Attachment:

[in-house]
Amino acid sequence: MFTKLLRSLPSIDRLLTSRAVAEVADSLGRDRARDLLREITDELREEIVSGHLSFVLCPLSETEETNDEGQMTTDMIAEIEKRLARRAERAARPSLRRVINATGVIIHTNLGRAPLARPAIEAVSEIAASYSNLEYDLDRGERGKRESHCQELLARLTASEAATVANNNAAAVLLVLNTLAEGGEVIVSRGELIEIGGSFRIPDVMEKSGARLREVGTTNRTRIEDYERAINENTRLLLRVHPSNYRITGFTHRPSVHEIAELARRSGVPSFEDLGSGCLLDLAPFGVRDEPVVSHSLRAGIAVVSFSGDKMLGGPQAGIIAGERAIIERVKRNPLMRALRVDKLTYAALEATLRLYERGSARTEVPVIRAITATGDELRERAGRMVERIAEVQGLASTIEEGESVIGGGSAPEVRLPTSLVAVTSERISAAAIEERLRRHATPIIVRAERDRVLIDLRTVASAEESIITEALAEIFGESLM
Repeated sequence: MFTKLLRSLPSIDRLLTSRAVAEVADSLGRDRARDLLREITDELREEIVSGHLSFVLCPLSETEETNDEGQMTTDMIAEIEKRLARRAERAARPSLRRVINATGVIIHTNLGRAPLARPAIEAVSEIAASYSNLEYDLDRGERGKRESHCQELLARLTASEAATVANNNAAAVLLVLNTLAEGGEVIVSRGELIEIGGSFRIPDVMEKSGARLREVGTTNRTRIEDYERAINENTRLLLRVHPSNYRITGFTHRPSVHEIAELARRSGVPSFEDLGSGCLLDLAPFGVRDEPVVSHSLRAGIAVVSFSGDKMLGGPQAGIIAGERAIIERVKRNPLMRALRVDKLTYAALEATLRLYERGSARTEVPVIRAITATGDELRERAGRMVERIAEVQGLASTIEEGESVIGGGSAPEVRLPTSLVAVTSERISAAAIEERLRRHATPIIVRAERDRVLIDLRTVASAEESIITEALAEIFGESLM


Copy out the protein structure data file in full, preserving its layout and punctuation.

[in-house]
Amino acid sequence: MFTKLLRSLPSIDRLLTSRAVAEVADSLGRDRARDLLREITDELREEIVSGHLSFVLCPLSETEETNDEGQMTTDMIAEIEKRLARRAERAARPSLRRVINATGVIIHTNLGRAPLARPAIEAVSEIAASYSNLEYDLDRGERGKRESHCQELLARLTASEAATVANNNAAAVLLVLNTLAEGGEVIVSRGELIEIGGSFRIPDVMEKSGARLREVGTTNRTRIEDYERAINENTRLLLRVHPSNYRITGFTHRPSVHEIAELARRSGVPSFEDLGSGCLLDLAPFGVRDEPVVSHSLRAGIAVVSFSGDKMLGGPQAGIIAGERAIIERVKRNPLMRALRVDKLTYAALEATLRLYERGSARTEVPVIRAITATGDELRERAGRMVERIAEVQGLASTIEEGESVIGGGSAPEVRLPTSLVAVTSERISAAAIEERLRRHATPIIVRAERDRVLIDLRTVASAEESIITEALAEIFGESLM
Repeated sequence: MFTKLLRSLPSIDRLLTSRAVAEVADSLGRDRARDLLREITDELREEIVSGHLSFVLCPLSETEETNDEGQMTTDMIAEIEKRLARRAERAARPSLRRVINATGVIIHTNLGRAPLARPAIEAVSEIAASYSNLEYDLDRGERGKRESHCQELLARLTASEAATVANNNAAAVLLVLNTLAEGGEVIVSRGELIEIGGSFRIPDVMEKSGARLREVGTTNRTRIEDYERAINENTRLLLRVHPSNYRITGFTHRPSVHEIAELARRSGVPSFEDLGSGCLLDLAPFGVRDEPVVSHSLRAGIAVVSFSGDKMLGGPQAGIIAGERAIIERVKRNPLMRALRVDKLTYAALEATLRLYERGSARTEVPVIRAITATGDELRERAGRMVERIAEVQGLASTIEEGESVIGGGSAPEVRLPTSLVAVTSERISAAAIEERLRRHATPIIVRAERDRVLIDLRTVASAEESIITEALAEIFGESLM